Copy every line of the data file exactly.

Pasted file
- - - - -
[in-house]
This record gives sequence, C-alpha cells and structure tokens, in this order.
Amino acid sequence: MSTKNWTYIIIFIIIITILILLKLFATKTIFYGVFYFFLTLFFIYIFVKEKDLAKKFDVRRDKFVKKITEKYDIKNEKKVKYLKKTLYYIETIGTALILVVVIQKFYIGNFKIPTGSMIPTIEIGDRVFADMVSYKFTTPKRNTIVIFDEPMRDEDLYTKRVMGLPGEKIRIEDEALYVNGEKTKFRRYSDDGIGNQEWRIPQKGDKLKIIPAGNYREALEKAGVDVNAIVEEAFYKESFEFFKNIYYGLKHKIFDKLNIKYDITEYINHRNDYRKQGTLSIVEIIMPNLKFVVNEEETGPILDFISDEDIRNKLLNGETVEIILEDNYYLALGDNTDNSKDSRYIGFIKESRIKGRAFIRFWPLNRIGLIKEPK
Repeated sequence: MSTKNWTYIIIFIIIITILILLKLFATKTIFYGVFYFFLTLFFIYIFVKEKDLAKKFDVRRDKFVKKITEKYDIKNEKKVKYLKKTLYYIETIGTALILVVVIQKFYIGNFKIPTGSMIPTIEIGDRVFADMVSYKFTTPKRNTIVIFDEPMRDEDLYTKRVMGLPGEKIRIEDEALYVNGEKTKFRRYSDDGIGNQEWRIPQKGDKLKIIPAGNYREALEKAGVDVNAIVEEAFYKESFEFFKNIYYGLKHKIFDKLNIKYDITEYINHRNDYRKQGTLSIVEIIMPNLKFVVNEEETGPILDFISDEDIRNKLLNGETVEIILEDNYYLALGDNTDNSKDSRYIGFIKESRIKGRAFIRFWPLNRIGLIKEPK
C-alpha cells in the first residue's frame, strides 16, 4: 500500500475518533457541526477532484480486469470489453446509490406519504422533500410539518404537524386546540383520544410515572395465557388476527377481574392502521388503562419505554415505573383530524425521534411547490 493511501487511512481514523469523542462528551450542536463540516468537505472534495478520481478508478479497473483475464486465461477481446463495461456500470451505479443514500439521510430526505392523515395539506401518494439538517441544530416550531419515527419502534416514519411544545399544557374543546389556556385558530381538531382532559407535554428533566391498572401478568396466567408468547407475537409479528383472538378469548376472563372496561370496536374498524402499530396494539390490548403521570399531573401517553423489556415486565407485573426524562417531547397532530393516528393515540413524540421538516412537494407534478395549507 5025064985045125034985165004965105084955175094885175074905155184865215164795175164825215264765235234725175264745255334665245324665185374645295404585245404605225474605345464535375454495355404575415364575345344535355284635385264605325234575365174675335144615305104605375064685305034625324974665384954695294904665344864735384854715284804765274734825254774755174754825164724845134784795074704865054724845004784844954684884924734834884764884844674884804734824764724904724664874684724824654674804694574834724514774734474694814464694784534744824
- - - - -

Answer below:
[in-house]
This record gives sequence, C-alpha cells and structure tokens, in this order.
Amino acid sequence: MSTKNWTYIIIFIIIITILILLKLFATKTIFYGVFYFFLTLFFIYIFVKEKDLAKKFDVRRDKFVKKITEKYDIKNEKKVKYLKKTLYYIETIGTALILVVVIQKFYIGNFKIPTGSMIPTIEIGDRVFADMVSYKFTTPKRNTIVIFDEPMRDEDLYTKRVMGLPGEKIRIEDEALYVNGEKTKFRRYSDDGIGNQEWRIPQKGDKLKIIPAGNYREALEKAGVDVNAIVEEAFYKESFEFFKNIYYGLKHKIFDKLNIKYDITEYINHRNDYRKQGTLSIVEIIMPNLKFVVNEEETGPILDFISDEDIRNKLLNGETVEIILEDNYYLALGDNTDNSKDSRYIGFIKESRIKGRAFIRFWPLNRIGLIKEPK
Repeated sequence: MSTKNWTYIIIFIIIITILILLKLFATKTIFYGVFYFFLTLFFIYIFVKEKDLAKKFDVRRDKFVKKITEKYDIKNEKKVKYLKKTLYYIETIGTALILVVVIQKFYIGNFKIPTGSMIPTIEIGDRVFADMVSYKFTTPKRNTIVIFDEPMRDEDLYTKRVMGLPGEKIRIEDEALYVNGEKTKFRRYSDDGIGNQEWRIPQKGDKLKIIPAGNYREALEKAGVDVNAIVEEAFYKESFEFFKNIYYGLKHKIFDKLNIKYDITEYINHRNDYRKQGTLSIVEIIMPNLKFVVNEEETGPILDFISDEDIRNKLLNGETVEIILEDNYYLALGDNTDNSKDSRYIGFIKESRIKGRAFIRFWPLNRIGLIKEPK
C-alpha cells in the first residue's frame, strides 16, 4: 500500500475518533457541526477532484480486469470489453446509490406519504422533500410539518404537524386546540383520544410515572395465557388476527377481574392502521388503562419505554415505573383530524425521534411547490 493511501487511512481514523469523542462528551450542536463540516468537505472534495478520481478508478479497473483475464486465461477481446463495461456500470451505479443514500439521510430526505392523515395539506401518494439538517441544530416550531419515527419502534416514519411544545399544557374543546389556556385558530381538531382532559407535554428533566391498572401478568396466567408468547407475537409479528383472538378469548376472563372496561370496536374498524402499530396494539390490548403521570399531573401517553423489556415486565407485573426524562417531547397532530393516528393515540413524540421538516412537494407534478395549507 5025064985045125034985165004965105084955175094885175074905155184865215164795175164825215264765235234725175264745255334665245324665185374645295404585245404605225474605345464535375454495355404575415364575345344535355284635385264605325234575365174675335144615305104605375064685305034625324974665384954695294904665344864735384854715284804765274734825254774755174754825164724845134784795074704865054724845004784844954684884924734834884764884844674884804734824764724904724664874684724824654674804694574834724514774734474694814464694784534744824